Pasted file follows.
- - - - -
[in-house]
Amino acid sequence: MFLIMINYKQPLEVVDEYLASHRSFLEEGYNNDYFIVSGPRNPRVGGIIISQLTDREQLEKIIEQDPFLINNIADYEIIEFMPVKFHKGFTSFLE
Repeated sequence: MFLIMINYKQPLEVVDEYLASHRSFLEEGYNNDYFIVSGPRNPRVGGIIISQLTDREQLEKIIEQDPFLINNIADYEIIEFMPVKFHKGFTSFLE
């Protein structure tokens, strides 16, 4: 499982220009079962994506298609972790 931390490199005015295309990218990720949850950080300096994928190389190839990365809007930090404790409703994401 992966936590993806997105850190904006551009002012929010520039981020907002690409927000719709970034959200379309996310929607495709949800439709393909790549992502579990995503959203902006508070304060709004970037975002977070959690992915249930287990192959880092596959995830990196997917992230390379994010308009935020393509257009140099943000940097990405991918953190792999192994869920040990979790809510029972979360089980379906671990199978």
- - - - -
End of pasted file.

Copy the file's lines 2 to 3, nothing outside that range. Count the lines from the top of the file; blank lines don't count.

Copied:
Amino acid sequence: MFLIMINYKQPLEVVDEYLASHRSFLEEGYNNDYFIVSGPRNPRVGGIIISQLTDREQLEKIIEQDPFLINNIADYEIIEFMPVKFHKGFTSFLE
Repeated sequence: MFLIMINYKQPLEVVDEYLASHRSFLEEGYNNDYFIVSGPRNPRVGGIIISQLTDREQLEKIIEQDPFLINNIADYEIIEFMPVKFHKGFTSFLE